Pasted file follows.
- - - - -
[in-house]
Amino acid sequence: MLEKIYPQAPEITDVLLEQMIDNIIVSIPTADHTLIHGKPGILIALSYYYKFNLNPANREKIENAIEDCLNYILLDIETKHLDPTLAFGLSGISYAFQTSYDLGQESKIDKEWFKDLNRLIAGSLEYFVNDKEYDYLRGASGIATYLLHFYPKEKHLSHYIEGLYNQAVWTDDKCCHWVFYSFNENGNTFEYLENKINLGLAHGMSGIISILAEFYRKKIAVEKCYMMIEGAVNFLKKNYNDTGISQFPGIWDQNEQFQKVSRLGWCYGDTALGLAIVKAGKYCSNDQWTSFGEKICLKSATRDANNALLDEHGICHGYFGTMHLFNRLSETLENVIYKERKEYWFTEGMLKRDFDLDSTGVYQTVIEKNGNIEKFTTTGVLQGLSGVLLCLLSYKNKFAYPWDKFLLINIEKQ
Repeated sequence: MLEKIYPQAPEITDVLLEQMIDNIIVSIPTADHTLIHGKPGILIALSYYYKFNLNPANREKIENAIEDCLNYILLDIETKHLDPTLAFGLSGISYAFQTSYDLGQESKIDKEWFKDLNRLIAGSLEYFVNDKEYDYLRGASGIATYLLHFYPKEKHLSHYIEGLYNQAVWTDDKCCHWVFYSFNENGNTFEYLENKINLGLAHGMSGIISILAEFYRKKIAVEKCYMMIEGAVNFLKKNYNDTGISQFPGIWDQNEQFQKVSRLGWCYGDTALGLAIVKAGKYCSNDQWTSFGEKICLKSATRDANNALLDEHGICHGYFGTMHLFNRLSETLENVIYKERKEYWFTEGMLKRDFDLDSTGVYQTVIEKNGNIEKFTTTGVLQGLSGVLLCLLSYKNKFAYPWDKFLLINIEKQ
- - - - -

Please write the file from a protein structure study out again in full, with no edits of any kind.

[in-house]
Amino acid sequence: MLEKIYPQAPEITDVLLEQMIDNIIVSIPTADHTLIHGKPGILIALSYYYKFNLNPANREKIENAIEDCLNYILLDIETKHLDPTLAFGLSGISYAFQTSYDLGQESKIDKEWFKDLNRLIAGSLEYFVNDKEYDYLRGASGIATYLLHFYPKEKHLSHYIEGLYNQAVWTDDKCCHWVFYSFNENGNTFEYLENKINLGLAHGMSGIISILAEFYRKKIAVEKCYMMIEGAVNFLKKNYNDTGISQFPGIWDQNEQFQKVSRLGWCYGDTALGLAIVKAGKYCSNDQWTSFGEKICLKSATRDANNALLDEHGICHGYFGTMHLFNRLSETLENVIYKERKEYWFTEGMLKRDFDLDSTGVYQTVIEKNGNIEKFTTTGVLQGLSGVLLCLLSYKNKFAYPWDKFLLINIEKQ
Repeated sequence: MLEKIYPQAPEITDVLLEQMIDNIIVSIPTADHTLIHGKPGILIALSYYYKFNLNPANREKIENAIEDCLNYILLDIETKHLDPTLAFGLSGISYAFQTSYDLGQESKIDKEWFKDLNRLIAGSLEYFVNDKEYDYLRGASGIATYLLHFYPKEKHLSHYIEGLYNQAVWTDDKCCHWVFYSFNENGNTFEYLENKINLGLAHGMSGIISILAEFYRKKIAVEKCYMMIEGAVNFLKKNYNDTGISQFPGIWDQNEQFQKVSRLGWCYGDTALGLAIVKAGKYCSNDQWTSFGEKICLKSATRDANNALLDEHGICHGYFGTMHLFNRLSETLENVIYKERKEYWFTEGMLKRDFDLDSTGVYQTVIEKNGNIEKFTTTGVLQGLSGVLLCLLSYKNKFAYPWDKFLLINIEKQ